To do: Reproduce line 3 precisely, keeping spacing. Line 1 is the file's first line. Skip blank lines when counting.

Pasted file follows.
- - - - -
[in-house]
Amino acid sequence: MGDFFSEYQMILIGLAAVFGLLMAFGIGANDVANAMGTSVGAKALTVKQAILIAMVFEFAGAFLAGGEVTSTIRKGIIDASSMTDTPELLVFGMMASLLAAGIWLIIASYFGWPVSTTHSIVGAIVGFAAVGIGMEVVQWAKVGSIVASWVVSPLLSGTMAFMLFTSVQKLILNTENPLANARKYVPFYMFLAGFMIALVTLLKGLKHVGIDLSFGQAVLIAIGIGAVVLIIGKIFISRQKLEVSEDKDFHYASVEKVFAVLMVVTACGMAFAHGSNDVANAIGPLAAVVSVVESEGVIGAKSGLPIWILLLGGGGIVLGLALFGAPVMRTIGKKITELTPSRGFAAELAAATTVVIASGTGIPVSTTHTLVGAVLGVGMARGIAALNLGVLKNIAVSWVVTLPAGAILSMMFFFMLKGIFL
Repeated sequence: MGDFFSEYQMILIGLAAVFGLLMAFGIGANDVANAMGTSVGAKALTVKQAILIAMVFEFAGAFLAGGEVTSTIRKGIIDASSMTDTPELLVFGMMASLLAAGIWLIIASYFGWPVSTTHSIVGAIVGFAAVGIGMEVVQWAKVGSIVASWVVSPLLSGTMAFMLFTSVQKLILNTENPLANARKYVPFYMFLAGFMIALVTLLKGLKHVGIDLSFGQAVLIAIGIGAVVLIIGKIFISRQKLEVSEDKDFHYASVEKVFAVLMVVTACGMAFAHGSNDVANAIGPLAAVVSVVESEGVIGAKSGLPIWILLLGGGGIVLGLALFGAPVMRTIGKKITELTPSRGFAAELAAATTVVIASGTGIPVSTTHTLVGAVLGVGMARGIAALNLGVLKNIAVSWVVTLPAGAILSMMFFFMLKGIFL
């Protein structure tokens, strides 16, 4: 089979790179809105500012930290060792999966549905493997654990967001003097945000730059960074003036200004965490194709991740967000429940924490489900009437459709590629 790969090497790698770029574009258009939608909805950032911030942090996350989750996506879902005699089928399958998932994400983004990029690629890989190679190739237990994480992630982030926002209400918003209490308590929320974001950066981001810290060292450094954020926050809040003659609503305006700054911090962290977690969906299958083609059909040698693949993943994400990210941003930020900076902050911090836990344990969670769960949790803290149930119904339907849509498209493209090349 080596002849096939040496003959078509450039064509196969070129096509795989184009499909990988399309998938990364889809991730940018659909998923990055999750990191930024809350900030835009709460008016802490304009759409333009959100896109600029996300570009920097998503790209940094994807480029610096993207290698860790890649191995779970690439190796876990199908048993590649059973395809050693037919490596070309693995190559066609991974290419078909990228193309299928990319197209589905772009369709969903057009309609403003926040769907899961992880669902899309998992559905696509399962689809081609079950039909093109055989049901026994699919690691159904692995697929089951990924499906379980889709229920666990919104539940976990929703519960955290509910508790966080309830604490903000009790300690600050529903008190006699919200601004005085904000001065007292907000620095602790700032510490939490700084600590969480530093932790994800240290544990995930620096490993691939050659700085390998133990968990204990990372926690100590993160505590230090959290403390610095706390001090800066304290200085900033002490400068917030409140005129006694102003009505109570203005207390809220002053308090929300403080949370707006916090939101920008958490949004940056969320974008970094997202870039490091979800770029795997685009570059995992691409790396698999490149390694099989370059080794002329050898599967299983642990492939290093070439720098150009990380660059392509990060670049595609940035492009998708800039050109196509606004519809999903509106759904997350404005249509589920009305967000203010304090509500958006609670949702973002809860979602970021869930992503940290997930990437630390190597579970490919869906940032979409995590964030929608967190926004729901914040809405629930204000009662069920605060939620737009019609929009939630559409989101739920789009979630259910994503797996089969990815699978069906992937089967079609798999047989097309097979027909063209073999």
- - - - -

Repeated sequence: MGDFFSEYQMILIGLAAVFGLLMAFGIGANDVANAMGTSVGAKALTVKQAILIAMVFEFAGAFLAGGEVTSTIRKGIIDASSMTDTPELLVFGMMASLLAAGIWLIIASYFGWPVSTTHSIVGAIVGFAAVGIGMEVVQWAKVGSIVASWVVSPLLSGTMAFMLFTSVQKLILNTENPLANARKYVPFYMFLAGFMIALVTLLKGLKHVGIDLSFGQAVLIAIGIGAVVLIIGKIFISRQKLEVSEDKDFHYASVEKVFAVLMVVTACGMAFAHGSNDVANAIGPLAAVVSVVESEGVIGAKSGLPIWILLLGGGGIVLGLALFGAPVMRTIGKKITELTPSRGFAAELAAATTVVIASGTGIPVSTTHTLVGAVLGVGMARGIAALNLGVLKNIAVSWVVTLPAGAILSMMFFFMLKGIFL